An antidote to Tito nostalgia

Spartacus (Fast novel)

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 Criticism etc writes on Raya Dunayevskaya, Tito nostalgia, Howard Fast and Spain. Extract:

[…] Dunayavskaya’s passing mention of Tito’s activities in Spainduring the revolution. Tito was a seasoned Comintern functionary long before he lead the partisan war against the Germans and it is an accepted part of his biography that in the 1930s he funneled volunteers from the Balkans to Spainto serve in the International Brigades. Proof that Tito was actually in Spainduring the revolution is scant, but the novelist and recipient of the Stalin Peace Prize, Howard Fast, author of Spartacus(which was made into the film starring Kirk Douglas), wrote a 1944 homage with the immortal title The Incredible Tito which places him in the country. If this is accurate, it is entirely possible that Tito participated in the Stalinist repression of the POUM and the Trotskyists (or the Bolshevik-Leninists, as they called themselves).

Fast claims in his memoir Being Red, that at the time in 1946 when he was called to testify before the House Committee on Un-American Activities about his work with the Joint Anti-Fascist Refugee Committee he learned that the Josip Broz in Spain he had heard about as an employee of the Office of War Information during WWII was not the one we know as Tito, but rather another person by that name (Fast was questioned about aid that may have helped Broz escape occupied France). Criticism &c. is inclined to belive the story as Fast recorded it in 1944. Regardless, Dunayevskaya may well have been informed from sources closer to the topic than Fast was privy to.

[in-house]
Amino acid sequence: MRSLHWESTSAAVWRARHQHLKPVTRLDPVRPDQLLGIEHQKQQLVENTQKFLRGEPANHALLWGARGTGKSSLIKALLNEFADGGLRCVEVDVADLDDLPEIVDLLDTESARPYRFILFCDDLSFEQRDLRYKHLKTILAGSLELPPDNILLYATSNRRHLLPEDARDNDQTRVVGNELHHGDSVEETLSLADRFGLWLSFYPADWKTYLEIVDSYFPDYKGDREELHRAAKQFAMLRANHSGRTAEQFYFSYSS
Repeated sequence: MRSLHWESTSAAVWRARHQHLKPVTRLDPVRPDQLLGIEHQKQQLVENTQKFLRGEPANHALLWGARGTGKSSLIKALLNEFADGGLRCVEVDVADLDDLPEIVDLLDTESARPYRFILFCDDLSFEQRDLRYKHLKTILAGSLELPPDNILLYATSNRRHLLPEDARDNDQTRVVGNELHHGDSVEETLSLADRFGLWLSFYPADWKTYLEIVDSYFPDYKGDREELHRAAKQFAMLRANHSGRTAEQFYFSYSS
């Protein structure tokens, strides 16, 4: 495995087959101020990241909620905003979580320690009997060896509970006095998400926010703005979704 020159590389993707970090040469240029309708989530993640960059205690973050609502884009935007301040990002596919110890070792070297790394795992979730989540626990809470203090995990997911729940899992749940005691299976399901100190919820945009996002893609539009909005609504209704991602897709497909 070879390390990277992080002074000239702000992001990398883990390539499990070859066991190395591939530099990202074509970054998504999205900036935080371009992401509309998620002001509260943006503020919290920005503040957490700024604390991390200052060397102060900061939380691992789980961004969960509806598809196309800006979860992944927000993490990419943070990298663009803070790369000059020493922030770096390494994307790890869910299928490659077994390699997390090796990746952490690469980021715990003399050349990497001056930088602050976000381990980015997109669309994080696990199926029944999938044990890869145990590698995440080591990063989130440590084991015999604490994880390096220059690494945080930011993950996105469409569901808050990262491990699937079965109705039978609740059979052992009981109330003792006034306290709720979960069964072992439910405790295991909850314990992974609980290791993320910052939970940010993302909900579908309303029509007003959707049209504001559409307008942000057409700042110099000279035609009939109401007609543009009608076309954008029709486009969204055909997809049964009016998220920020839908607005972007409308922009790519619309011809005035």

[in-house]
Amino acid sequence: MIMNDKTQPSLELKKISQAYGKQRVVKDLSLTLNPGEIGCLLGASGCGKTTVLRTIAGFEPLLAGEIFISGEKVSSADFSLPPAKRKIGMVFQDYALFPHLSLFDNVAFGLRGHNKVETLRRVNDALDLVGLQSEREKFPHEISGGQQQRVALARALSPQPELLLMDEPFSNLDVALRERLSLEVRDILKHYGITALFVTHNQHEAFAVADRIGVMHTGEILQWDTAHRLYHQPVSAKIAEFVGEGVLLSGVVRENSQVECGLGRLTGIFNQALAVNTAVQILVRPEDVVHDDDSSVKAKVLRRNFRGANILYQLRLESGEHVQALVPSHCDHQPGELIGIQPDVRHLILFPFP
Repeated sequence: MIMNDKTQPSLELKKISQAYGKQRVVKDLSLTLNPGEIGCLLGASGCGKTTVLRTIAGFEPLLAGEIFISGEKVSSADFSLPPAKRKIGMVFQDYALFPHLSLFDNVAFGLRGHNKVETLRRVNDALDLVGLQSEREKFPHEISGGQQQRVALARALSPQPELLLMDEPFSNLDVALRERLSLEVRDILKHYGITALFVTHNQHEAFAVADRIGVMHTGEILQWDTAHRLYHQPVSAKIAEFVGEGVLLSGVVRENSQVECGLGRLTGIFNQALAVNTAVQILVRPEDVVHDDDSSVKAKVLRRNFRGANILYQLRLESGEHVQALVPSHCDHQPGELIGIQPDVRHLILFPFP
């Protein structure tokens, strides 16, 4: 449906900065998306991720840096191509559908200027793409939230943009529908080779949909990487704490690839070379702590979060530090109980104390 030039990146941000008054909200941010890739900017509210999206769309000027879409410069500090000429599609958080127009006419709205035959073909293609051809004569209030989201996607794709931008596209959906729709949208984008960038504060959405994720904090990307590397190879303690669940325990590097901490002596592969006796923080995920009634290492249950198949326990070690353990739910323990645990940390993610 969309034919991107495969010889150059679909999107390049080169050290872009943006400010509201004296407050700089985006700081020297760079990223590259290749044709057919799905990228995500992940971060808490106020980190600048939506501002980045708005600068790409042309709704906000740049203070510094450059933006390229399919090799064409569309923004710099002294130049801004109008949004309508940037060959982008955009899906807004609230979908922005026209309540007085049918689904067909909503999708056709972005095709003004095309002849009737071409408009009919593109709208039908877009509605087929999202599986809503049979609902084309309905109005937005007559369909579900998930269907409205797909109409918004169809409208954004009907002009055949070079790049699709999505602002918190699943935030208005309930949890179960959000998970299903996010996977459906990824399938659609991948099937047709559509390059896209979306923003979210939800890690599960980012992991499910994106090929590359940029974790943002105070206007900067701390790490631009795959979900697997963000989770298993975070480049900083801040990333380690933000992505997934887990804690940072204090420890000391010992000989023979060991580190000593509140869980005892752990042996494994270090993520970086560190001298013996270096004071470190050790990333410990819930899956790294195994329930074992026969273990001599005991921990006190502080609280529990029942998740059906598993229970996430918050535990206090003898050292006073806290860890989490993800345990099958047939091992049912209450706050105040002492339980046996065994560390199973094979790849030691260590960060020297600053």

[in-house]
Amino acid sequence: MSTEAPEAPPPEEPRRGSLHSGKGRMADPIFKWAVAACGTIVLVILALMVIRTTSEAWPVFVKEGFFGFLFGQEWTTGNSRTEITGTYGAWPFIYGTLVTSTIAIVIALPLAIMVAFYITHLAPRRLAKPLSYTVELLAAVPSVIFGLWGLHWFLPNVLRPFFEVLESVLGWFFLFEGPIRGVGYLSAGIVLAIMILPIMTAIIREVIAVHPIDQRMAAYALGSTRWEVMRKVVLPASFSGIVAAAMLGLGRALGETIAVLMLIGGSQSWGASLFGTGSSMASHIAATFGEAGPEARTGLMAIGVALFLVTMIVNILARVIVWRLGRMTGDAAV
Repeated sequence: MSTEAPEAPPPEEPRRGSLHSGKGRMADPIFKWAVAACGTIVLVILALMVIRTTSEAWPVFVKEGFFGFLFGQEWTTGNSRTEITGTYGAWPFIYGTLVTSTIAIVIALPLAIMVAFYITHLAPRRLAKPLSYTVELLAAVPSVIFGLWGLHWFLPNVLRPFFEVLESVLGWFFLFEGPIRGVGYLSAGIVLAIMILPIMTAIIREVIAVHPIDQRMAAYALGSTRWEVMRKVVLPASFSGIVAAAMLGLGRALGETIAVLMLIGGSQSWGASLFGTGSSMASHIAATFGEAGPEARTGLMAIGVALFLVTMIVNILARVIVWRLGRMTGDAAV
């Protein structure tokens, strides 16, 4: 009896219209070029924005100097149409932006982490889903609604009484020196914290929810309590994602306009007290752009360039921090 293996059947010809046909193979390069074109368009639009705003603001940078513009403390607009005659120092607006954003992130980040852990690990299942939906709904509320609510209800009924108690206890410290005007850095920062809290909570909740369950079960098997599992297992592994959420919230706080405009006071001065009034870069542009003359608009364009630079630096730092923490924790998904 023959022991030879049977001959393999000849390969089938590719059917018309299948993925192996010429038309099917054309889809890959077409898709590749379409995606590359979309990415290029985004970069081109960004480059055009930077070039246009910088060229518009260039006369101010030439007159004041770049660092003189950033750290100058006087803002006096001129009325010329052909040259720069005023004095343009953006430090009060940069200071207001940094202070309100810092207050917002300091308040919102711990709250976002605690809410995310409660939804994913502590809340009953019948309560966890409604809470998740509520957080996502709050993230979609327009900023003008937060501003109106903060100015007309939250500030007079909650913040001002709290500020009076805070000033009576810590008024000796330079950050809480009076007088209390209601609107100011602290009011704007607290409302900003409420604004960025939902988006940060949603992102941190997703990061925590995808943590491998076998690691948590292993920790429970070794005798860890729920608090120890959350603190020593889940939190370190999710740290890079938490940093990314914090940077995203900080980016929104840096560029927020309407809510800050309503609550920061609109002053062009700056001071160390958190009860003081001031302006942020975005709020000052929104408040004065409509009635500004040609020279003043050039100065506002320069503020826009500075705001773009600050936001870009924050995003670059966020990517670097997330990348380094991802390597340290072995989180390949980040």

The irony in all of this is that in their frantic search for post-WW II perspectives, the Trotskyists went strongly pro-Tito for a time afterYugoslavia’s expulsion from the Cominform.

 C etc is right in noting the Tito nostalgia that pervades the left, both neo-Pabloite Trots and fellow travelling social democrats like Tony Benn. It was one of the factors that led much of the left to find themselves on the wrong side of the Yugoslav conflicts of the 1990s, when many associated the irredentist and ultimately genocidal Serbian nationalism with the partisan cause and the Croatian, Bosnian and other resistances to it with the Ustache.

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3 CommentsLeave a comment

  1. Thanks for bringing my attention to the Criticism &c piece. I encountered a socialist a few months back that almost had a glow to him as he talked about Tito and what he called “the Golden Age of Yugoslavia.” Interesting, to say the least.

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